• We then need a call method as all TensorFlow subclass layers require one, which is the operation the layer will perform when we call it in a model.
# Create N-BEATS custom layer
class NBeatsBlock(tf.keras.layers.Layer):
  def __init__(self,
               input_size: int,
               theta_size: int,
               horizon: int,
               n_neurons: int,
               n_layers: int,
               **kwargs): # The **kwargs argument takes care of all the arguments for the parent class
    super().__init__(**kwargs)
    self.input_size = input_size
    self.theta_size = theta_size
    self.horizon = horizon
    self.n_neurons = n_neurons
    self.n_layers = n_layers

    # Block contains stack of 4 fully connected layers, each has ReLU activation
    self.hidden = [tf.keras.layers.Dense(n_neurons, activation='relu') for _ in range(n_layers)]
    # Output of the block is a theta layer with linear activation
    self.theta_layer = tf.keras.layers.Dense(theta_size, activation="linear", name="theta")
  
  def call(self, inputs):
    x = inputs
    for layer in self.hidden:
      x = layer(x)
    theta = self.theta_layer(x)
    # Output the backcast and forecast from theta
    backcast, forecast = theta[:, :self.input_size], theta[:, -self.horizon:]
    return backcast, forecast

Testing our N-BEATS block implementation

Now that we've recreated the N-BEATS basic block with a TensorFlow subclass, let's test the NBeatsBlock and see what the inputs and outputs might look like with dummy data.

Below we'll use the generic hyperparameters from the paper:

# Set up dummy NBeatsBlock layer to represent inputs and outputs
dummy_nbeats_block_layer = NBeatsBlock(input_size=WINDOW_SIZE,
                                       theta_size=WINDOW_SIZE+HORIZON, # backcast + forecast
                                       horizon=HORIZON,
                                       n_neurons=128,
                                       n_layers=4)

Next, we'll create out dummy inputs and outputs as follows:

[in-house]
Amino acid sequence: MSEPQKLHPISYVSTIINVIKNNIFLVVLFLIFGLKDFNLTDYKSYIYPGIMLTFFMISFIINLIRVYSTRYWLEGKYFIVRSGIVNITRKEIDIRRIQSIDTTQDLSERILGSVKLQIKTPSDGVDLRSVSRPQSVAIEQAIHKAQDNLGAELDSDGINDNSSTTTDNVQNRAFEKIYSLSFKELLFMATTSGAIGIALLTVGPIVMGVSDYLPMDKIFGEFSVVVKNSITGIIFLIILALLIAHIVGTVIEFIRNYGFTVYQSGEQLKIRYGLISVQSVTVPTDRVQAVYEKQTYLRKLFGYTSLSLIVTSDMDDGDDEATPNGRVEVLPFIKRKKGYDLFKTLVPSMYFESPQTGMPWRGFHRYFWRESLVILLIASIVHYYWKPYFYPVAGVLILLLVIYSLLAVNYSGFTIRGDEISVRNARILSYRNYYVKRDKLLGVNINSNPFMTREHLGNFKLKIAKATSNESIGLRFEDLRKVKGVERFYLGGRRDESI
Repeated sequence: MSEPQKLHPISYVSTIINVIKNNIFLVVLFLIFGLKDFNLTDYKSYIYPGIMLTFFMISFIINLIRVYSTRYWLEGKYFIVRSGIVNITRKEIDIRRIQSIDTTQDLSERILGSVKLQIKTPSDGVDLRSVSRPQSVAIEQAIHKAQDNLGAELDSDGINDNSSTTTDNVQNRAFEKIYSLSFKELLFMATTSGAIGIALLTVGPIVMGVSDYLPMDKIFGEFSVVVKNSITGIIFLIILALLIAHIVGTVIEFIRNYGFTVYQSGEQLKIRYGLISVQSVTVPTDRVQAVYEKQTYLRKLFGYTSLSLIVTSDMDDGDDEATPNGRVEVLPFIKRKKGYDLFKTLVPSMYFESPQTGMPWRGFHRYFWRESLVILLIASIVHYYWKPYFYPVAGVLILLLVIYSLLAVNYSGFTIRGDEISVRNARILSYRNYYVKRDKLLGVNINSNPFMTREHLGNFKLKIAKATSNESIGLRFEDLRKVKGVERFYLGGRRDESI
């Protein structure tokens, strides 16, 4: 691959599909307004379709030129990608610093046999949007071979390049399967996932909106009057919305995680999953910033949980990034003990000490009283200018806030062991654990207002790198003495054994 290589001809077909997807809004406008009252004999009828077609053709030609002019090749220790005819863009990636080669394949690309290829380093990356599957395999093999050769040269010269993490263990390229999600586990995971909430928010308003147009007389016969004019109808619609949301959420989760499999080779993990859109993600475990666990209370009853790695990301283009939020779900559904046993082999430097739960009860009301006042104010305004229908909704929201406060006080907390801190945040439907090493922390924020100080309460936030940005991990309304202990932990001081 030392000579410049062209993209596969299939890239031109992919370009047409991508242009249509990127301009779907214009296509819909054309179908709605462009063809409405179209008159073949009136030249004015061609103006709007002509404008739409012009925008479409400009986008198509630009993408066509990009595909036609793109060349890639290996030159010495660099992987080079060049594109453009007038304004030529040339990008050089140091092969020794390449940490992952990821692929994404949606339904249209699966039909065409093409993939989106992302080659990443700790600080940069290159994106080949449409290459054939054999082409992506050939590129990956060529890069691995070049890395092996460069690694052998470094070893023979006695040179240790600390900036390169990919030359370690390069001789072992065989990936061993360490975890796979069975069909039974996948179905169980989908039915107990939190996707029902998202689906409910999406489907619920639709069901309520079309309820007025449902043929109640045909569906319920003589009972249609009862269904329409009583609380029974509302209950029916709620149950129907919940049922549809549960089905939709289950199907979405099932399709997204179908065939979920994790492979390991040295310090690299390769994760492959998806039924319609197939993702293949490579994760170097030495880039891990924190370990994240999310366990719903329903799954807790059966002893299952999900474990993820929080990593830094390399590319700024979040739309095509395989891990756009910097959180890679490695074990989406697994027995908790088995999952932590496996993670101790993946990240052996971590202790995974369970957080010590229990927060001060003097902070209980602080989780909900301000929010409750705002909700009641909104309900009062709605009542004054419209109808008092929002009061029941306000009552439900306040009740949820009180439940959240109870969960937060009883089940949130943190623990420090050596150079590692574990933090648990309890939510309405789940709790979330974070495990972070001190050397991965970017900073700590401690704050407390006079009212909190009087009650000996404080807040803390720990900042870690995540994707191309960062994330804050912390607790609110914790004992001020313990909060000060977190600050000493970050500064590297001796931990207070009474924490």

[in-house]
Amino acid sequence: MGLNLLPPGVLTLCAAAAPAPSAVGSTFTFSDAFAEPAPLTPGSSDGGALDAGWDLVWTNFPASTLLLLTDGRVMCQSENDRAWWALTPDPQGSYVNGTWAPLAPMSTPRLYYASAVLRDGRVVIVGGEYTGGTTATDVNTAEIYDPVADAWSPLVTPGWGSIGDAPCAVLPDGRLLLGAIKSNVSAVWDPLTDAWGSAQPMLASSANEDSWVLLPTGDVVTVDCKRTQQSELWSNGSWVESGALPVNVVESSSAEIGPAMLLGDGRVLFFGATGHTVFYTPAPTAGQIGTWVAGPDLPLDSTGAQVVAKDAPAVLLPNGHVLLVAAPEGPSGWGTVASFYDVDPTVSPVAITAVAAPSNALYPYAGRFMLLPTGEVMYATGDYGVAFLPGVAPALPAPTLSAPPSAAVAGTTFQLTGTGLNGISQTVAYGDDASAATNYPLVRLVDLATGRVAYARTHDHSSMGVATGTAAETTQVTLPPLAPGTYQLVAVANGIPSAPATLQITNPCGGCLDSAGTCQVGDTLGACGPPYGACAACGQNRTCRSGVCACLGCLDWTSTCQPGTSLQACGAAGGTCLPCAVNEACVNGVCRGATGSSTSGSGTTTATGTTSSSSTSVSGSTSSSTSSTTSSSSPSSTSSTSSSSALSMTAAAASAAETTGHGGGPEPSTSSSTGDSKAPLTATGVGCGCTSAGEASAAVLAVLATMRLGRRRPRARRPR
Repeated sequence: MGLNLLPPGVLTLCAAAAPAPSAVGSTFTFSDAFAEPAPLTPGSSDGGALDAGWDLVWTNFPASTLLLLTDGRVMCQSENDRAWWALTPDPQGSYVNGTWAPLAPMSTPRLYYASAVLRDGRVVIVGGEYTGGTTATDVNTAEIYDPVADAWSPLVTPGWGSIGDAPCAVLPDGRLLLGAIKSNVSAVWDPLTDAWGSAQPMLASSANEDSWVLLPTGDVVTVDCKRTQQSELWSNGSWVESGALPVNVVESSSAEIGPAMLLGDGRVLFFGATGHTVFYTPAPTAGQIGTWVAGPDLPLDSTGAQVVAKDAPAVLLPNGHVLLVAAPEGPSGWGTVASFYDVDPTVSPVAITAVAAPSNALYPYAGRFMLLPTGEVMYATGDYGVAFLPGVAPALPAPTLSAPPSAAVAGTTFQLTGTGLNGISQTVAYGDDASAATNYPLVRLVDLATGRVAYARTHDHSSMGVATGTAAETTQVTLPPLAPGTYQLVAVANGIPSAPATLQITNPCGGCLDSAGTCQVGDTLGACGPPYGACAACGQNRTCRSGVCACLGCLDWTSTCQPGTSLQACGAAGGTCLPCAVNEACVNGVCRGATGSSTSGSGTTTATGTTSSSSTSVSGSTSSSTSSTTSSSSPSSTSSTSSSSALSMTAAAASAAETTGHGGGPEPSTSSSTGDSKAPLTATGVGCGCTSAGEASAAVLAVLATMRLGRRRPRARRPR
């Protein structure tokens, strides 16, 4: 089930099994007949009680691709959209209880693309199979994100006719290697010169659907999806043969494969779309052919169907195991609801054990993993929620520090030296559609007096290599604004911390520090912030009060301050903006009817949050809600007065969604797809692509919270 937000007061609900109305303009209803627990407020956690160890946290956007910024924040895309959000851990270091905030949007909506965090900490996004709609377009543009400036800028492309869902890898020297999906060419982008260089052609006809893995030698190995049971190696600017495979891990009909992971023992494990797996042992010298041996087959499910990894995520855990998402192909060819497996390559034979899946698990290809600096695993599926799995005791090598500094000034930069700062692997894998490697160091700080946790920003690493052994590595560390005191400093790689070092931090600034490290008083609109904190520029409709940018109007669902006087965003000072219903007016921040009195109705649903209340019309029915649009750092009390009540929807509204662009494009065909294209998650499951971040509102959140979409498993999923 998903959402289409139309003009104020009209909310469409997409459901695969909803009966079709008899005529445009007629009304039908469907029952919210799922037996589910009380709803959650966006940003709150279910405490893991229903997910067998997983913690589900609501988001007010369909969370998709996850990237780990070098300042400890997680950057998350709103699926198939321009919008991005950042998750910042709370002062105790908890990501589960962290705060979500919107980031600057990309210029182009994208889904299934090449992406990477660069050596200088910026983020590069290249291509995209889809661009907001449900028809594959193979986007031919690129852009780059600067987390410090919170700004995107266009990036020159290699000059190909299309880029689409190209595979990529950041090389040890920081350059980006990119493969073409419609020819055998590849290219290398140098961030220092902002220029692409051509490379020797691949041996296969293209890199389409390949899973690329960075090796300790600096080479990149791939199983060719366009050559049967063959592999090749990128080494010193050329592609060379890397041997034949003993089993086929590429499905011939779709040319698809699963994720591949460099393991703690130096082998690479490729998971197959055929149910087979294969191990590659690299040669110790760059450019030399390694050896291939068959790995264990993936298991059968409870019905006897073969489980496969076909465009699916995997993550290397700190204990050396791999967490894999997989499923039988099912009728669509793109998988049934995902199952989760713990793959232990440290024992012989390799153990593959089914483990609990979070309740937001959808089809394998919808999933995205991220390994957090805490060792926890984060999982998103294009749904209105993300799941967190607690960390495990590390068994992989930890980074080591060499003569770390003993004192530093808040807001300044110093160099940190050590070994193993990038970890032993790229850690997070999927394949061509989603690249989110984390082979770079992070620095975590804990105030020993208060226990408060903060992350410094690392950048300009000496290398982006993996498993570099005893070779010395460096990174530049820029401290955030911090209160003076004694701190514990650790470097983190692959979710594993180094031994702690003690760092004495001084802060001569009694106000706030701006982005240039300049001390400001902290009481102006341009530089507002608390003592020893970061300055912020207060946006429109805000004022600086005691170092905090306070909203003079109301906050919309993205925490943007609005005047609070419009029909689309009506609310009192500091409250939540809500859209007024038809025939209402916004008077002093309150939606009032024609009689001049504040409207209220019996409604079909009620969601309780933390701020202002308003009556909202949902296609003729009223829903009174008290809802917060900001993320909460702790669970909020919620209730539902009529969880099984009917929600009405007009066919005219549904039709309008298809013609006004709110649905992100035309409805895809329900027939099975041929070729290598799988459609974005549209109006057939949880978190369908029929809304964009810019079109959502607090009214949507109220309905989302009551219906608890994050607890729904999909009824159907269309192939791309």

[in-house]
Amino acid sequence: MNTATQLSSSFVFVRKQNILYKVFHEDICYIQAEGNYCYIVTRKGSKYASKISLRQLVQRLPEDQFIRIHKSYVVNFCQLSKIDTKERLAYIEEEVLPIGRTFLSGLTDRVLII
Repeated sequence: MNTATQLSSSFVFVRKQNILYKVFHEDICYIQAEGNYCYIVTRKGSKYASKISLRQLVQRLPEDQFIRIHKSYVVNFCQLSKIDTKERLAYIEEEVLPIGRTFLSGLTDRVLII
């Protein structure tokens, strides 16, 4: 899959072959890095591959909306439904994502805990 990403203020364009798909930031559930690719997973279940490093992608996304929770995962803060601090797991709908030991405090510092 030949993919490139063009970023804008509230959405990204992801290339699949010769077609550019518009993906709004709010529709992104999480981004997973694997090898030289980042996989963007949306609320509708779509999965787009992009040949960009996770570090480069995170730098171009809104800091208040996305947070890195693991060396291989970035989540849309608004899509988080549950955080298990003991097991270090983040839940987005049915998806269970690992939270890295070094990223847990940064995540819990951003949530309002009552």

dummy_inputs = tf.expand_dims(tf.range(WINDOW_SIZE) + 1, axis=0) # input shape to the model has to reflect dense layer input requirements (ndim=2)

Now let's pass the dummy_inputs through our instance of the dummy_nbeats_block_layer. Note the outputs will be random since the model isn't trained:

# Pass dummy inputs to dummy NBeatsBlock layer
backcast, forecast = dummy_nbeats_block_layer(dummy_inputs)

# These are the activation outputs of the theta layer
print(f"Backcast: {tf.squeeze(backcast.numpy())}")
print(f"Forecast: {tf.squeeze(forecast.numpy())}")

We now have our window dummy data being passed through the block input and outputting a backcast and a forecast.

Next, we'll discuss how we're going to prepare our data for the N-BEATS algorithm with the tf.data API.

Preparing data for the N-BEATS algorithm using tf.data

Let's now prepare our data for the N-BEATS algorithm. Given that it will be a much larger neural network than previous models in this series, we're going to use the tf.data  API, which as the docs say:

The tf.data API enables you to build complex input pipelines from simple, reusable pieces.

A key part of a Machine Learning Engineer's job when building larger neural networks is making sure your data input pipeline is as performant as possible.

In order to make our input data load as possible, we'll be following the performant data pipeline steps in the tf.data docs.

The first step is to instantiate our window and horizon sizes for the dataset: